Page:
Understanding The Difference Between Mcb And Mccb: Which One To Choose For Your Electrical Circuit Protection?

Both MCBs and MCCBs are circuit breakers vital in ensuring building electrical safety. They both serve to interrupt the flow of electricity when an abnormal situation occurs, but there are some significant differences between the two that users should understand.

Basic Differences

MCBs (miniature circuit breakers) are designed for low-current circuits. An electromechanical device automatically cuts off the circuit when there is an overcurrent, such as a short circuit. 

MCBs operate on a simple principle: the movable contact is separated from the permanent contact when the current exceeds a predetermined limit. It causes the circuit to open and cut off from the main supply, protecting the machinery from damage.

On the other hand, an MCCB is a moulded case circuit breaker that is used for high-current circuits. It is generally used where flexible tripping is required and has a maximum current rating of 2500 amps. 

MCCB comprise bimetallic contacts that expand and contract when an overcurrent or temperature increases. They are designed to prevent the circuit from overloading and protect against electrical circuit overload and overheating.

Other Differences

One of the most significant differences between MCBs and MCCBs is their current rating. MCBs have a current rating of 100 amperes, while MCCBs range from 10 to 200 amperes. 

The interrupt rating of an MCB is up to 1800 amperes, while an MCCB’s interrupt rating is from 10k to 200k amperes. As a result, MCBs are best suited for lower electrical loads and smaller machines, while MCCBs are designed for heavy-duty machinery and industrial applications.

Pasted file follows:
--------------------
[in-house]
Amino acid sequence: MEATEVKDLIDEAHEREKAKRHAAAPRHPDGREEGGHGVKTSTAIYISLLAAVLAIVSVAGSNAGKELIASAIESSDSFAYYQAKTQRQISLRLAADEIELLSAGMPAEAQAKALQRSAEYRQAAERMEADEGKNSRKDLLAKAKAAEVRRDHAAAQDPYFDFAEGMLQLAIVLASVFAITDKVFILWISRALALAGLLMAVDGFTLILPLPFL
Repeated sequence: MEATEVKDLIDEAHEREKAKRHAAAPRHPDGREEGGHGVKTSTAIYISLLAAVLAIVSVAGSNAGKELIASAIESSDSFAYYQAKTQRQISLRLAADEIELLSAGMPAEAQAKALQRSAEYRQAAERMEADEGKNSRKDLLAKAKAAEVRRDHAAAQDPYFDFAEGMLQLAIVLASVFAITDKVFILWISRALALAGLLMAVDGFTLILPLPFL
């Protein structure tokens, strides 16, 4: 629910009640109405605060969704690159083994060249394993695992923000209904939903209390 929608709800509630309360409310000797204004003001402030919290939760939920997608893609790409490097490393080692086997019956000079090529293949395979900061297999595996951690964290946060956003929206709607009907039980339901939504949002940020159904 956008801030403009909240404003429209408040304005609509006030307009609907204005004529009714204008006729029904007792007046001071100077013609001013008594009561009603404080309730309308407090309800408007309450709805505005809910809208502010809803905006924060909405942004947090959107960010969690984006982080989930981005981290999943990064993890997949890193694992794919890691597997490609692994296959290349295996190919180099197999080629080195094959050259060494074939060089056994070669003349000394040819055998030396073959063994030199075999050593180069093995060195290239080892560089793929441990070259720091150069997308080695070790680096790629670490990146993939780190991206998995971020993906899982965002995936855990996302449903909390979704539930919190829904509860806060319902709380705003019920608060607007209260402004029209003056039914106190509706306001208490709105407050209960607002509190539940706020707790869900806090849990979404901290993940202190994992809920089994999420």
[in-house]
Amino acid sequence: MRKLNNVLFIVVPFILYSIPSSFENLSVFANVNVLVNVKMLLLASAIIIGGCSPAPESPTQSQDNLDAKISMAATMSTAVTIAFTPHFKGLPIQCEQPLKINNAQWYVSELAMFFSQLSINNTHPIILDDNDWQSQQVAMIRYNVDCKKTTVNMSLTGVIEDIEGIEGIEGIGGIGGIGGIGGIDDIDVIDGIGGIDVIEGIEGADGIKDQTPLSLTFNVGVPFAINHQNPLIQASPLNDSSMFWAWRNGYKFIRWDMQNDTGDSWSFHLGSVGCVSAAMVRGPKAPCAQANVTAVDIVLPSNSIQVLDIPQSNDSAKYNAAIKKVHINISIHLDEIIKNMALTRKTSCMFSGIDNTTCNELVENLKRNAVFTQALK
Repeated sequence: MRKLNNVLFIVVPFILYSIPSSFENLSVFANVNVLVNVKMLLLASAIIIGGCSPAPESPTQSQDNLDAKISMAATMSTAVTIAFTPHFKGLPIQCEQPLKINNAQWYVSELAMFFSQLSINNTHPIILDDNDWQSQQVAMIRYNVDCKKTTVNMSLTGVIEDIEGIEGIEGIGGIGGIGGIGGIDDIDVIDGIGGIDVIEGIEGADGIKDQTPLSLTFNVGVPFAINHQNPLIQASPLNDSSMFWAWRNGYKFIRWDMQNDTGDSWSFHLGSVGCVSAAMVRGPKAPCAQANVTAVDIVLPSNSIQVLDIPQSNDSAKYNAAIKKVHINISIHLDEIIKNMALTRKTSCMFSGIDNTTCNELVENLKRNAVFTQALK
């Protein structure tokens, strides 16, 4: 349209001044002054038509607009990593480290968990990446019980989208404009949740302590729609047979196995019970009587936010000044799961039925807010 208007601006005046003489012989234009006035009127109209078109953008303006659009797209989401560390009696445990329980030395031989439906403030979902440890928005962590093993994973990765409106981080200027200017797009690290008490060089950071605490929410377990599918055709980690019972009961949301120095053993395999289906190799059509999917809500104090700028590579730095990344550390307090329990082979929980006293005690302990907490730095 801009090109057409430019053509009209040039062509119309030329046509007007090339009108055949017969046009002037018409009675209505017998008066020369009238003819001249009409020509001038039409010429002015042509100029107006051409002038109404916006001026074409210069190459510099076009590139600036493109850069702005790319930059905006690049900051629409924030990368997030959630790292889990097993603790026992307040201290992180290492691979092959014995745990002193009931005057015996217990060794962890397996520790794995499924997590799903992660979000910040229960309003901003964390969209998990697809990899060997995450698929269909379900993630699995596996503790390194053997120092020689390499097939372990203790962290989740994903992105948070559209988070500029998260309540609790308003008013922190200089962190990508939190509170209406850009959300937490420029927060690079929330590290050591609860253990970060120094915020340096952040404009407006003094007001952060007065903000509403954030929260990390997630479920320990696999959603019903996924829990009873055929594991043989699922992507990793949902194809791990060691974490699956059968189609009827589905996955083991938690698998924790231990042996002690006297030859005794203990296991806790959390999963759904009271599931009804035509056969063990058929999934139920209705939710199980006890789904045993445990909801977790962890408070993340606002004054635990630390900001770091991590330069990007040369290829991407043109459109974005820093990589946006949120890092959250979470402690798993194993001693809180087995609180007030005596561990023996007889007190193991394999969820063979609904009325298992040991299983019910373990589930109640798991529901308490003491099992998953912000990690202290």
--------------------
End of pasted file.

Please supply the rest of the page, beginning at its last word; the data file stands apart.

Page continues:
Another difference between the two circuit breakers is their tripping circuit type. MCBs have a permanent tripping circuit, while MCCBs have a movable one. 

The number of poles also varies, with MCBs typically having 1 to 3 poles and MCCBs having up to 4 poles. The pole specifies the number of switching and security phases in circuit breakers for maximum safety.

MCBs are primarily used for low breaking capacity, while MCCBs are used for industrial applications that require both low and high breaking capabilities. When an MCB detects abnormal circumstances, such as electrical outbreaks, it instantly shuts off the circuit to stop the electricity flow. It can also identify short circuits and shut off the power to prevent electrical surges that could damage appliances or result in electrocutions.

MCCBs guard against electrical circuit overload and overheating by using bimetallic parts that respond to overloading in a circuit by expanding and contracting. Due to the overload, the bimetallic components stop the current flow, allowing the MCCB to return to its normal temperature. It prevents electrical fires and any other hazards in an industrial setting.


In conclusion, MCBs and MCCBs have different ratings, tripping circuits, and breaking capabilities, and each is designed for specific applications. Visit Legrand to understand the differences between MCBs and MCCBs, make informed decisions, and choose the right circuit breaker for your needs.